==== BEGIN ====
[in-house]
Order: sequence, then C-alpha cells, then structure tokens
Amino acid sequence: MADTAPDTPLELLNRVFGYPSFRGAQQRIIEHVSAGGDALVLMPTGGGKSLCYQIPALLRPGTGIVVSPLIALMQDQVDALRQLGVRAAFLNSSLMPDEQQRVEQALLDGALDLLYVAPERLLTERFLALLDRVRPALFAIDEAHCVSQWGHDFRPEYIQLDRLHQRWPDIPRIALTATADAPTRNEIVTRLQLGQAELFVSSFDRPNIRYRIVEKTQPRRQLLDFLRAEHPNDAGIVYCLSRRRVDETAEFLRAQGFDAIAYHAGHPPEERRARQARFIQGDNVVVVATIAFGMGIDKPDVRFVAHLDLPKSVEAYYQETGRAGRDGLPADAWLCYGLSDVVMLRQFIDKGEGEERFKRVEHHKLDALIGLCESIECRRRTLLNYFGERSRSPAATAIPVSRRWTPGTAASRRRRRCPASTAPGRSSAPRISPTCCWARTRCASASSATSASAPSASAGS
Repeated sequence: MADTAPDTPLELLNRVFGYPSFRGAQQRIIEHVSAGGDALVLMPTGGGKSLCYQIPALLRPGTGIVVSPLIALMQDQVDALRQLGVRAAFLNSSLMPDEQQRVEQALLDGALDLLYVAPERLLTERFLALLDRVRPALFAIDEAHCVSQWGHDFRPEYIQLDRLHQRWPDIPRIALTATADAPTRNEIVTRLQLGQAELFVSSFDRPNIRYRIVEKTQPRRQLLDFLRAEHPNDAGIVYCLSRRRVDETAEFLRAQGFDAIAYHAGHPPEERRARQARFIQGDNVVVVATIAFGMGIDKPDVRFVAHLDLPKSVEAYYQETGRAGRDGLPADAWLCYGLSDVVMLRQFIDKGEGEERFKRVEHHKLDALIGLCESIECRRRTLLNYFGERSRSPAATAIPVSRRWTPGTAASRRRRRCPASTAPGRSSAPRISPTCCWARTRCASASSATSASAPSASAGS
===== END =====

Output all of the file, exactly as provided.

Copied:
[in-house]
Order: sequence, then C-alpha cells, then structure tokens
Amino acid sequence: MADTAPDTPLELLNRVFGYPSFRGAQQRIIEHVSAGGDALVLMPTGGGKSLCYQIPALLRPGTGIVVSPLIALMQDQVDALRQLGVRAAFLNSSLMPDEQQRVEQALLDGALDLLYVAPERLLTERFLALLDRVRPALFAIDEAHCVSQWGHDFRPEYIQLDRLHQRWPDIPRIALTATADAPTRNEIVTRLQLGQAELFVSSFDRPNIRYRIVEKTQPRRQLLDFLRAEHPNDAGIVYCLSRRRVDETAEFLRAQGFDAIAYHAGHPPEERRARQARFIQGDNVVVVATIAFGMGIDKPDVRFVAHLDLPKSVEAYYQETGRAGRDGLPADAWLCYGLSDVVMLRQFIDKGEGEERFKRVEHHKLDALIGLCESIECRRRTLLNYFGERSRSPAATAIPVSRRWTPGTAASRRRRRCPASTAPGRSSAPRISPTCCWARTRCASASSATSASAPSASAGS
Repeated sequence: MADTAPDTPLELLNRVFGYPSFRGAQQRIIEHVSAGGDALVLMPTGGGKSLCYQIPALLRPGTGIVVSPLIALMQDQVDALRQLGVRAAFLNSSLMPDEQQRVEQALLDGALDLLYVAPERLLTERFLALLDRVRPALFAIDEAHCVSQWGHDFRPEYIQLDRLHQRWPDIPRIALTATADAPTRNEIVTRLQLGQAELFVSSFDRPNIRYRIVEKTQPRRQLLDFLRAEHPNDAGIVYCLSRRRVDETAEFLRAQGFDAIAYHAGHPPEERRARQARFIQGDNVVVVATIAFGMGIDKPDVRFVAHLDLPKSVEAYYQETGRAGRDGLPADAWLCYGLSDVVMLRQFIDKGEGEERFKRVEHHKLDALIGLCESIECRRRTLLNYFGERSRSPAATAIPVSRRWTPGTAASRRRRRCPASTAPGRSSAPRISPTCCWARTRCASASSATSASAPSASAGS